Virginia Firefighters Honor Beloved 'Lantern Boy'

July 24, 2013
He started as a lantern boy, and served the Phoebus Vol. Fire Company for 71 years.

July 24--HAMPTON -- Hampton firefighters gathered outside their stations Tuesday morning, turning on fire engine lights and placing boots and uniforms on ramps -- a firefighters tribute to a fallen colleague.

Newport News Engine 13, an antique fire truck, passed a number of stations on its way to Parklawn Wood Cemetery, carrying the body of veteran firefighter Raymond Ellis Mingee Jr., his boots and uniform decorating his casket.

Mr. Mingee joined the Phoebus Volunteer Fire Company as a lantern boy in 1942 and served for the next 71 years. His work ethic was revered by fellow firefighters.

"Ray was the standard by which all people should live their lives," said John Cizmar, volunteer chief of the Phoebus Fire Department.

He went out on calls for many years, before eventually becoming the department's "house mouse" who maintained the station and fed the firefighters his famed breakfasts, according to Cizmar.

Mr. Mingee died July 18 of complications after knee surgery.

"Ray was the most dedicated person to the fire department," Cizmar said.

Mr. Mingee was promoted from lantern boy to active firefighter in 1947.

He lost his arm in a car accident in the 1950s, but continued to volunteer at the department. "The loss of one arm did nothing to stop him or slow him down," Cizmar said.

He received the Virginia State Firemen's Association Heroism Beyond the Call of Duty award in 1985 for saving a woman's life while he was vacationing in Europe. They were part of a group of people riding a gondola in Venice when the woman fell overboard into the Grand Canal. The one-armed Mr. Mingee leaped into the water and pulled the woman to safety.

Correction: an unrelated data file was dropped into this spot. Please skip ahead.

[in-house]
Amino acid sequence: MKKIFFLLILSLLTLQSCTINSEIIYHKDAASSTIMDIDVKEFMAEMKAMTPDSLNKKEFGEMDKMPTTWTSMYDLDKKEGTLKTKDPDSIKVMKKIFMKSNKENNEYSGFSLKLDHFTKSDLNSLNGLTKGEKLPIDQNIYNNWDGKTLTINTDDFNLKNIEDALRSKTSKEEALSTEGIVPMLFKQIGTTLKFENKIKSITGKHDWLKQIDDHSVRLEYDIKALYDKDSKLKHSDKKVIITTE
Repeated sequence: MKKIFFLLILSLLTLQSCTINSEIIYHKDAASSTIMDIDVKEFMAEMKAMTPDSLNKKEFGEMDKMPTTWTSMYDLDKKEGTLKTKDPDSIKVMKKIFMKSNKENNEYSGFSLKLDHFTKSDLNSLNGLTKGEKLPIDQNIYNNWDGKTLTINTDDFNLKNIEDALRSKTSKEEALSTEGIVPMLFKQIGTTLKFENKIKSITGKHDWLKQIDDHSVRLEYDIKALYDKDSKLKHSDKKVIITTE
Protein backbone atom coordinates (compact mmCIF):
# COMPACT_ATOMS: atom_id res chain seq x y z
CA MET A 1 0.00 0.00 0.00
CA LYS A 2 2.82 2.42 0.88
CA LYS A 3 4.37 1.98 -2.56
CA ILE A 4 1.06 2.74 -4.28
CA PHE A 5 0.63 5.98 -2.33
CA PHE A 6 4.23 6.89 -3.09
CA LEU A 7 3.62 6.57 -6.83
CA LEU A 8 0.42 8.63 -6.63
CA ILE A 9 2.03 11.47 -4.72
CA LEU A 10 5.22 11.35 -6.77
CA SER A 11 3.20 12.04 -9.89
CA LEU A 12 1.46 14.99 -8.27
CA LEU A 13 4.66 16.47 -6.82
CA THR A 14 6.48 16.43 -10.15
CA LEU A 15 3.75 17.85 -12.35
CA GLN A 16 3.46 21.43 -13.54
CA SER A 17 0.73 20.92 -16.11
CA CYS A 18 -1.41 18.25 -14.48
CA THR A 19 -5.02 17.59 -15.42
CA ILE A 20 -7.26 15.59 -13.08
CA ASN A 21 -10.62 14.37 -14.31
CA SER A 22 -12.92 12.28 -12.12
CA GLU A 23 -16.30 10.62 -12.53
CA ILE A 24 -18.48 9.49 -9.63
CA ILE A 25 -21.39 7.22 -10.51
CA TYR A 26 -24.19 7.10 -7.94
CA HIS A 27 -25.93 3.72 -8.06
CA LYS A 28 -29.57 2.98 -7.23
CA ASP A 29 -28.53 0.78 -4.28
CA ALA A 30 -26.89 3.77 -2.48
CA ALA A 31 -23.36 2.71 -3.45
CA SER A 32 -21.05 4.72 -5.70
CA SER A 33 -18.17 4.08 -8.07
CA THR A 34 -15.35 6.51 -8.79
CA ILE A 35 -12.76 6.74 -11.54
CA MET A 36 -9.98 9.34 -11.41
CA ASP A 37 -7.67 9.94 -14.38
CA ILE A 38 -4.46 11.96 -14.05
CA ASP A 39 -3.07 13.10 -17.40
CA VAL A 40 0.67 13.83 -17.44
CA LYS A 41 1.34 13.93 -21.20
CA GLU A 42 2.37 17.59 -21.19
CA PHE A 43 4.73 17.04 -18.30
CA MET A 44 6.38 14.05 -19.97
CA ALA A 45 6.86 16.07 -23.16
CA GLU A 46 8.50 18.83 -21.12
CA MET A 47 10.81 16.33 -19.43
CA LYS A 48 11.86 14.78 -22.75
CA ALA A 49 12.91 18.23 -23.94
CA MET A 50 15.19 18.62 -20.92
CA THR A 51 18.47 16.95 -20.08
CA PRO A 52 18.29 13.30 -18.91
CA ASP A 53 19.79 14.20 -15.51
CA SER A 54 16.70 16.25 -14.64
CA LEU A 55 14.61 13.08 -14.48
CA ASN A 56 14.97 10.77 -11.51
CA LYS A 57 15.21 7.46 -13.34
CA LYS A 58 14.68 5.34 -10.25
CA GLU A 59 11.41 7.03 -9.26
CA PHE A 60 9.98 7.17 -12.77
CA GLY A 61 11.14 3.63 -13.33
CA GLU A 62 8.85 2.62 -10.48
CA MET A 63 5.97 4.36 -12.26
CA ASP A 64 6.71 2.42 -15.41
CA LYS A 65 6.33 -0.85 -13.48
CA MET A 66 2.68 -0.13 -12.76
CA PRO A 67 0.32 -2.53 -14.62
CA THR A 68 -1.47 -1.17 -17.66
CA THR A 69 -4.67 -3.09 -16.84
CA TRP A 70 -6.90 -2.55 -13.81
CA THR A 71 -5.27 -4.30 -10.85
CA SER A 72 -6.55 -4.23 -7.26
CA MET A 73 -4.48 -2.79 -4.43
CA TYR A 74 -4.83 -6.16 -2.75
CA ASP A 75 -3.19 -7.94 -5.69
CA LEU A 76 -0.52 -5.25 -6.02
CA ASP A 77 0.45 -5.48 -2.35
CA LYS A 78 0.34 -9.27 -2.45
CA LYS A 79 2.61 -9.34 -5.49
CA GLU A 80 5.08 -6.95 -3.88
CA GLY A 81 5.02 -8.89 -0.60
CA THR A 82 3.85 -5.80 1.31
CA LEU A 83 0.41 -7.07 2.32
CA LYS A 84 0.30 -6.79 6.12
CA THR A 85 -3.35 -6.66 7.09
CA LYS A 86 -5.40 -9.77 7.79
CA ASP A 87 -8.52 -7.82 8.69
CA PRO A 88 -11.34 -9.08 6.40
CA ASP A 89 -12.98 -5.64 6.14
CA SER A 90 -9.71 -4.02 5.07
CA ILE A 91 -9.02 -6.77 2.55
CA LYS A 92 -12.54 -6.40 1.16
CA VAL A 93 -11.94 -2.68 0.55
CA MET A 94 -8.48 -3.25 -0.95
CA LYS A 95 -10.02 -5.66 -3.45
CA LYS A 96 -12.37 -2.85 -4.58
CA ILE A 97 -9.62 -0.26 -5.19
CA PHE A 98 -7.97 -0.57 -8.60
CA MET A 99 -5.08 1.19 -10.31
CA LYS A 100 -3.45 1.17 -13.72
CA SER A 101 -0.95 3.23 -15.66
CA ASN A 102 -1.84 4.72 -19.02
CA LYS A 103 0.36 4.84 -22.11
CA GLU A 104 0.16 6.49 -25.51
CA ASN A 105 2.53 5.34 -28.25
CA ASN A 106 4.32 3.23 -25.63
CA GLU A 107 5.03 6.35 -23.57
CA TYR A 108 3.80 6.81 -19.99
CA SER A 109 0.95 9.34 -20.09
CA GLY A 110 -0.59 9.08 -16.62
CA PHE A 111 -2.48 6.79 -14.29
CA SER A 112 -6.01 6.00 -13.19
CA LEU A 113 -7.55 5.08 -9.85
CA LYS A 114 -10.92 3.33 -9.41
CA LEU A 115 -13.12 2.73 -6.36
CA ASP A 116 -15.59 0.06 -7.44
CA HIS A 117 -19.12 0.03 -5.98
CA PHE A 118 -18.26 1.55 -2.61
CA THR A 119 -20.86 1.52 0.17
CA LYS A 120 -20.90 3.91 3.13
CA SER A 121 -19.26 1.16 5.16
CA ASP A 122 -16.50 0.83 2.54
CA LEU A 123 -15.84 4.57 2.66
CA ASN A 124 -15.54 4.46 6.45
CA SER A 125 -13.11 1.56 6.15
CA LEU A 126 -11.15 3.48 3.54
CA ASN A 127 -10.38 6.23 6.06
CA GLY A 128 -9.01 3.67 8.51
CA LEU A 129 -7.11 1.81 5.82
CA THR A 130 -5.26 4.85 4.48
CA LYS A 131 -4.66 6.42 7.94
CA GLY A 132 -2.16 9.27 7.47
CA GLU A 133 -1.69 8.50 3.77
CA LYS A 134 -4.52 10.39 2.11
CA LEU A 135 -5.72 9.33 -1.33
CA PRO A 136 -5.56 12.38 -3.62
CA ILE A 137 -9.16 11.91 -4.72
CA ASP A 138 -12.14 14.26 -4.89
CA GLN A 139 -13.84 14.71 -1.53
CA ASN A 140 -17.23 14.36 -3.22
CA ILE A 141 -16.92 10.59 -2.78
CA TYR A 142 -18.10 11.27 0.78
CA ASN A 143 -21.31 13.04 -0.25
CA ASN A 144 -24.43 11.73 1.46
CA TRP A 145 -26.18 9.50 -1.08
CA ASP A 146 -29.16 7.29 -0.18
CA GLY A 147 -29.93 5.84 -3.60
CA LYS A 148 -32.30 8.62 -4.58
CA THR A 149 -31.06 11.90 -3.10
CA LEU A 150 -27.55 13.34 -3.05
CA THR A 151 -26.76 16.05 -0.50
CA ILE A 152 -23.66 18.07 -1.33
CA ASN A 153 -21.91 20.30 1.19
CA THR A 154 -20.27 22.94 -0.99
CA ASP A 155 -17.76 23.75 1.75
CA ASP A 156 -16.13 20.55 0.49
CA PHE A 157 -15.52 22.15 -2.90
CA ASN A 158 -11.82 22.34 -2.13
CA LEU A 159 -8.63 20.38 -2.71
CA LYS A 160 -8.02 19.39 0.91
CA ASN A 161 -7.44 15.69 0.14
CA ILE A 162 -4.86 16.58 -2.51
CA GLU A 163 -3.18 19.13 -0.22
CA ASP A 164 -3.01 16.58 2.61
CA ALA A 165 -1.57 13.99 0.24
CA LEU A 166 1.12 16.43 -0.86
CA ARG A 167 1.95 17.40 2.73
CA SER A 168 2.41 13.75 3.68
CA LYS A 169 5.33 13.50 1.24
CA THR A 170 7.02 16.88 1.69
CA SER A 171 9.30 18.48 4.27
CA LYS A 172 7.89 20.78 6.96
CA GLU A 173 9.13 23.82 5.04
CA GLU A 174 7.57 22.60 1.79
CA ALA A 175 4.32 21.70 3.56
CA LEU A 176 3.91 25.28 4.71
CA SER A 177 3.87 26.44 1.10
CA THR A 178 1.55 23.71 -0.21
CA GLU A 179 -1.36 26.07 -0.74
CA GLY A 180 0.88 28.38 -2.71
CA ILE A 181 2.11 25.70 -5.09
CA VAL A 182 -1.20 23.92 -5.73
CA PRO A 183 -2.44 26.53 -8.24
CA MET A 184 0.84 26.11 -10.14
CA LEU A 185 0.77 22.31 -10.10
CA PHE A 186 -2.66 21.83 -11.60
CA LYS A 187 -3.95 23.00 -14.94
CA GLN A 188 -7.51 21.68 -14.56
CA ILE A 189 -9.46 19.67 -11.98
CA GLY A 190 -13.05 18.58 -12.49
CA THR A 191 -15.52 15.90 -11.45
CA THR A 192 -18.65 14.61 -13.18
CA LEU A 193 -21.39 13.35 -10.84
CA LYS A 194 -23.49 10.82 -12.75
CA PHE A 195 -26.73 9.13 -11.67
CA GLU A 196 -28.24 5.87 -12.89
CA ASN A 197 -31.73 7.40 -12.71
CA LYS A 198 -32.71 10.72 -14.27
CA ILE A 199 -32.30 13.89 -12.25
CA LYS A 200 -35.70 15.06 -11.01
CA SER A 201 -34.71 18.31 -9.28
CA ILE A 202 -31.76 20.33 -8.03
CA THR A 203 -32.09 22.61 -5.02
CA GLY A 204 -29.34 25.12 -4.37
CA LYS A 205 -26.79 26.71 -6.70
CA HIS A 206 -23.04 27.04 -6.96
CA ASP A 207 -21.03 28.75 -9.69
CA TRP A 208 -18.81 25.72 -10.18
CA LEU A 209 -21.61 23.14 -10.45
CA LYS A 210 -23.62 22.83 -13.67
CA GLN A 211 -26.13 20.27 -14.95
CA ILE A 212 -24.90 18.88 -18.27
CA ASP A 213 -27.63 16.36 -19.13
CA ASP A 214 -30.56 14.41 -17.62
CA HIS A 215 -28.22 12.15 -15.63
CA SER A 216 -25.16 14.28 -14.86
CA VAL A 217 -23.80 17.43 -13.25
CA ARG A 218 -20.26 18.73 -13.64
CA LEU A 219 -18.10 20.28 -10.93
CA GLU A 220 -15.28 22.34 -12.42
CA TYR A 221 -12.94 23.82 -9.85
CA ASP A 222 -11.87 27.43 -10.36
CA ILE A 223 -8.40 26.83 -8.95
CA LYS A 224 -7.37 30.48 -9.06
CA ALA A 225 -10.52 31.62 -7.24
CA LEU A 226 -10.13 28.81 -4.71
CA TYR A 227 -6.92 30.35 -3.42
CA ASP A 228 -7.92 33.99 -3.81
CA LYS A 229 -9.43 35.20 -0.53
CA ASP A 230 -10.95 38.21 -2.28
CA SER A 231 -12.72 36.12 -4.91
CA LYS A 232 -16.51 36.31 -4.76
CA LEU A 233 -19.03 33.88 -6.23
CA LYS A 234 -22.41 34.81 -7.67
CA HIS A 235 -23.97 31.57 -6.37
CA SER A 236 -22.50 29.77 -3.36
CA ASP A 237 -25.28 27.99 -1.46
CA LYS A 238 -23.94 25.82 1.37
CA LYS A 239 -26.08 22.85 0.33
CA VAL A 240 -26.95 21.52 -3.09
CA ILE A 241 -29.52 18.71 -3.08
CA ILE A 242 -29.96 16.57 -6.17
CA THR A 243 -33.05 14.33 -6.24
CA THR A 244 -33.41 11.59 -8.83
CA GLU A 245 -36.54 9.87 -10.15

It wasn't until he began experiencing knee problems that he shifted to lighter duties, cooking meals for the firefighters, often making his favorite food, clam chowder.

"He had a genuine compassion and concern for all firefighters," Cizmar said.

Mr. Mingee was an active member of Fox Hill Central United Methodist Church, serving as a greeter and usher. He was a staple at Sunday services, according to Ed Melson who served as an usher with him.

"He was fantastic," Melson said. "I don't know a better guy."

Reverend Wayne Moore, who officiated the ceremony, became close friends with Mr. Mingee. He teared up as he recalled Mr. Mingee's visits to his office. Mr. Mingee would tease Moore about his favorite golfer and share his opinions on the sermons.

"I miss my friend so deeply," he said.

One of Mr. Mingee's daughters, Amelia Ann Dick, recalled going crabbing with her father and making peach ice cream using fruit from the orchard down the road. He taught her to hold soft-shell crabs between pieces of seaweed after catching them and how to make peach ice cream using salt. But, most importantly, she said, he taught her to respect others.

"He was very loved by the community," she said. "He was just a very kind, warm-hearted person who was very respectful of other people."

Copyright 2013 - Daily Press (Newport News, Va.)

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